Newer News: September 2006
August 2006 Intelligence News
- Ex-FBI Agent Avoids Jail for Exposing Informant's Identity by Josh Gerstein, NY Sun, August 29. "A former FBI agent who disclosed an informant's identity to the target of an investigation of alleged Chinese espionage will receive a sentence of one year probation and a $1,000 fine, under a plea bargain approved yesterday by a federal judge."
- New ruling in AIPAC case raises
questions about 'foreign agents' by Ron Kampeas, Jewish Telegraphic Agency, August 23. "A new pretrial ruling in the classified-information case against two former pro-Israel lobbyists raises new questions about what defines a 'foreign agent' and whether the government has the right to spy on lobbyists."
- An expansive view of 'state secrets' by Nat Hentoff, Washington Times, August 14. "When the Electronic Frontier Foundation filed suit against AT&T for, it said, giving the National Security Agency 'secret, direct access to phone calls and e-mail ... detailing the activities of millions of ordinary Americans,' the Justice Department went to the judge, as it often has in such cases, insisting the lawsuit not be heard because it involves 'state secrets'."
- Judge Rejects Dismissal of Pro-Israel Lobbyists Case by Jerry Markon, Washington Post, August 11. "A federal judge yesterday declined to throw out the criminal case against two pro-Israel lobbyists accused of violating the Espionage Act, denying their argument that the novel prosecution infringed on their constitutional right to free speech."
- Lobbyists to Stand Trial in Spy Case by Richard B. Schmitt, Los Angeles Times, August 11. "In a ruling with potentially broad implications, a federal judge said Thursday that the Bush administration could use espionage laws to prosecute private citizens who gained access to national defense information."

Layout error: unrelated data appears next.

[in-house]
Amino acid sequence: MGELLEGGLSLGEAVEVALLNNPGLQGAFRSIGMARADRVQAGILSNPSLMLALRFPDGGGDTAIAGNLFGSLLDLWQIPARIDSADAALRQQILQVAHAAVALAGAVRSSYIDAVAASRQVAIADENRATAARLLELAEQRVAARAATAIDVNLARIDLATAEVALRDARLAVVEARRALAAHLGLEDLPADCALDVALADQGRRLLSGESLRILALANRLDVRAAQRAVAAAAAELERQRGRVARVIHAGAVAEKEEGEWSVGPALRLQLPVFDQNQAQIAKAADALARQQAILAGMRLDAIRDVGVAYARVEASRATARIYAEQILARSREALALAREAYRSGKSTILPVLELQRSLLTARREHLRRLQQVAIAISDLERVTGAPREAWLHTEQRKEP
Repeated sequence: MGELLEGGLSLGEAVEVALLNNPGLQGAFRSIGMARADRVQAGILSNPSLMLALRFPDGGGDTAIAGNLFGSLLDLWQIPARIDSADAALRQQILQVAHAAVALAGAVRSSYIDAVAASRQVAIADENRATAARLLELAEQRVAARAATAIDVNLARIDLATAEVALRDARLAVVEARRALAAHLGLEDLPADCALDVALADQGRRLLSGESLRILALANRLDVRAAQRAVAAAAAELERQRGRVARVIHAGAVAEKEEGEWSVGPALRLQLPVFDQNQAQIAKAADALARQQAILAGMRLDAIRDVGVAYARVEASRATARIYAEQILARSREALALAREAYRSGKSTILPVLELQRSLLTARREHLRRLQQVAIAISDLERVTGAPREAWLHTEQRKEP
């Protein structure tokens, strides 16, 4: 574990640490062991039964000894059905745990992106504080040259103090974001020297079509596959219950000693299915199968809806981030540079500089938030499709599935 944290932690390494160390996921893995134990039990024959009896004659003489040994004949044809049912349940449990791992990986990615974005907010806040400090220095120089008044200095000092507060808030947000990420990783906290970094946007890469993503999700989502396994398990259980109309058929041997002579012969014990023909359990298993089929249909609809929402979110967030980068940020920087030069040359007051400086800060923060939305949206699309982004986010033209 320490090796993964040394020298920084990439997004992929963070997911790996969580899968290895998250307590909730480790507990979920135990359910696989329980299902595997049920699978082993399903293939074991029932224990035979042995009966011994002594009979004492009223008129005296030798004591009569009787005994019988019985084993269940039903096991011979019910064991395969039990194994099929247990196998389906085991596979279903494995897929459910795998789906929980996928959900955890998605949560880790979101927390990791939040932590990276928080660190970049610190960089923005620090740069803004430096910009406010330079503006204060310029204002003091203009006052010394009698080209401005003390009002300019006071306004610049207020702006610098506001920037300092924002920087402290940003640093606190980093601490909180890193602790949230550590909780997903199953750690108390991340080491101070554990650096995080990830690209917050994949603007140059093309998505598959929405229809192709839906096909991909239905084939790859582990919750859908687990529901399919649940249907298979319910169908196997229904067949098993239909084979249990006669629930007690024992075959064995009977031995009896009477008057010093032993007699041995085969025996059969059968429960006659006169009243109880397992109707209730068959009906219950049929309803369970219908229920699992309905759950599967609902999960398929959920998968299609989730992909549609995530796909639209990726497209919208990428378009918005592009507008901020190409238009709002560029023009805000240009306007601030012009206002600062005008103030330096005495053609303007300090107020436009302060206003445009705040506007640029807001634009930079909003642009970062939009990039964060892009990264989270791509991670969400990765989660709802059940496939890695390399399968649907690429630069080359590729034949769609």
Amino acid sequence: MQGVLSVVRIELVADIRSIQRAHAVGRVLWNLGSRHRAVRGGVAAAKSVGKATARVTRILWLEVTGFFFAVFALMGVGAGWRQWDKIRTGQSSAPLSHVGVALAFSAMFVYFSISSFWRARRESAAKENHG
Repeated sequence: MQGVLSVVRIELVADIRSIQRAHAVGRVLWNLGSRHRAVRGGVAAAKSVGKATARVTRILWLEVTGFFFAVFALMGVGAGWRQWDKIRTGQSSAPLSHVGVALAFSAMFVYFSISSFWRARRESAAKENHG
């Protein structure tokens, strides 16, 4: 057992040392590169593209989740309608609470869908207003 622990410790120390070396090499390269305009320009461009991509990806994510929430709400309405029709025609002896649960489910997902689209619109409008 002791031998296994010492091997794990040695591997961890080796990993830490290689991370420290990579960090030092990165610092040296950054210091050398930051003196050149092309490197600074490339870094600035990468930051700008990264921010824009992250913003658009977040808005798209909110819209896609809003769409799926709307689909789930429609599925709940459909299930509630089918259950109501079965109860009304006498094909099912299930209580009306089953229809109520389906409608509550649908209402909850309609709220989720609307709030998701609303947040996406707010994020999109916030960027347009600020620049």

- Aipac Judge Throws Out First Amendment Claim by Josh Gerstein, New York Sun, August 11. "A federal judge has rejected claims by two pro-Israel lobbyists that their prosecution for trafficking in classified information violates the First Amendment and threatens to criminalize the routine activities of journalists, lobbyists, and foreign policy experts."
- Hizballah Leader Nasrallah Details Life History, Political Career, Ya Lesarat Ol-Hoseyn (Tehran), August 10. "My father Abdulkarim used to sell fruit and vegetables; my brothers would help him. When my father's financial status improved, he opened a small grocery store in the neighborhood, and I would go there to help him usually."
- Ethiopia Ratifies Comprehensive Test Ban Treaty, CTBT Organization news release, August 9. "Ethiopia has deposited its instrument of ratification of the Comprehensive Nuclear-Test-Ban Treaty (CTBT) with the United Nations Secretary-General on 8 August 2006, bringing the total number of ratifications to 135."
- The DNI civil rights switcheroo by Shaun Waterman, United Press International, August 8. "The ACLU was one of the organizations that successfully campaigned for an office for civil liberties and privacy within the new structure that Congress gave U.S. intelligence in its huge overhaul in 2004. But they probably never imagined that one of their top lobbyists would quit to go work there."
- Classified intelligence bills often are unread by Susan Milligan, Boston Globe, August 6. "Nearly all members of the House of Representatives opted out of a chance to read this year's classified intelligence bill, and then voted on secret provisions they knew almost nothing about."
- Bond Legislation Targets Intelligence Leaks, news release, August 2. "U.S. Senator Kit Bond, a member of the Senate Intelligence Committee, today introduced legislation aimed at cracking down on intelligence leaks by government employees or contractors by making it easier for the government to prosecute and punish those who make public America's sensitive intelligence programs."
Older News: July 2006
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